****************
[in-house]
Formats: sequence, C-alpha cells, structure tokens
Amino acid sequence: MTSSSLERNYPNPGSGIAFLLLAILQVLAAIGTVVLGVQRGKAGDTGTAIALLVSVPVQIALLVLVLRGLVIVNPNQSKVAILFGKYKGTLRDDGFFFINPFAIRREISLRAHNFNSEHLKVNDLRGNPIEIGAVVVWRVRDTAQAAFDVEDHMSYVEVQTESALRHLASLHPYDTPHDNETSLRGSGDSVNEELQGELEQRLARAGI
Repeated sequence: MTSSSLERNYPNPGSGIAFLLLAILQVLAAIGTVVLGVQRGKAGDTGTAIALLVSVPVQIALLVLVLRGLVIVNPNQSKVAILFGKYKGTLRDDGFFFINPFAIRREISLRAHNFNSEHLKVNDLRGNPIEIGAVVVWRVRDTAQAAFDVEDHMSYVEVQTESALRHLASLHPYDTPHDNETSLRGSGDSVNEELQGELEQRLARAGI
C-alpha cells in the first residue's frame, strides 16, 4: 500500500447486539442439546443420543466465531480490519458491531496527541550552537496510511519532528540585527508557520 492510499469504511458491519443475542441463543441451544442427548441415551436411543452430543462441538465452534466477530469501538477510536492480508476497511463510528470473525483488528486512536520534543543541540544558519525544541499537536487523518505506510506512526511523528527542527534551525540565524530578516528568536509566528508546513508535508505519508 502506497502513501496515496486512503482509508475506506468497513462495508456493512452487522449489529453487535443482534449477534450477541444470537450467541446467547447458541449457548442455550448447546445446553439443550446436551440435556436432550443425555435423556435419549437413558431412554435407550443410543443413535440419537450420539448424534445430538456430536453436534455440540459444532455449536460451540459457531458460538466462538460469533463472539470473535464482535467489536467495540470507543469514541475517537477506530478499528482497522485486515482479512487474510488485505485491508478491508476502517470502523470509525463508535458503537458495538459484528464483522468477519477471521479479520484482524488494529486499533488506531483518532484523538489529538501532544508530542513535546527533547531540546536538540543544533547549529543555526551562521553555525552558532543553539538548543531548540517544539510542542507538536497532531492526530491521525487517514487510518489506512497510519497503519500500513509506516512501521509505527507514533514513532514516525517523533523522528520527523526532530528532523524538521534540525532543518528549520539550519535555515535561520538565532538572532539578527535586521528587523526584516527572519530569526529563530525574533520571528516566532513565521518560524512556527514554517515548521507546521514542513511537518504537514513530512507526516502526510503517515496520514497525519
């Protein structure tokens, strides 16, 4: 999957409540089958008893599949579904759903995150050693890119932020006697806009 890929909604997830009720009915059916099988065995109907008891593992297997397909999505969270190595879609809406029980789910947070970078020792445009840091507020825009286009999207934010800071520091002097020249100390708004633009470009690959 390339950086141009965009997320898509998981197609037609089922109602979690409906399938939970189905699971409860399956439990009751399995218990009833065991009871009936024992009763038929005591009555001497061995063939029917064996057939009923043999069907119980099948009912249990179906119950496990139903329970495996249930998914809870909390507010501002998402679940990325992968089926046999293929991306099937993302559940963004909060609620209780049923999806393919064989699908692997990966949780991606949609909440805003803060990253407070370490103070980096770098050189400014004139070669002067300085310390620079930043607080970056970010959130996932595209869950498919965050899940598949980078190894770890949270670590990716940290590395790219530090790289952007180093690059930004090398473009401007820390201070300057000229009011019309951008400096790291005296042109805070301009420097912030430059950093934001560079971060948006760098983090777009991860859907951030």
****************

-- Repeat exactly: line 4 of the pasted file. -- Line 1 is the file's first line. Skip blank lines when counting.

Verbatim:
Repeated sequence: MTSSSLERNYPNPGSGIAFLLLAILQVLAAIGTVVLGVQRGKAGDTGTAIALLVSVPVQIALLVLVLRGLVIVNPNQSKVAILFGKYKGTLRDDGFFFINPFAIRREISLRAHNFNSEHLKVNDLRGNPIEIGAVVVWRVRDTAQAAFDVEDHMSYVEVQTESALRHLASLHPYDTPHDNETSLRGSGDSVNEELQGELEQRLARAGI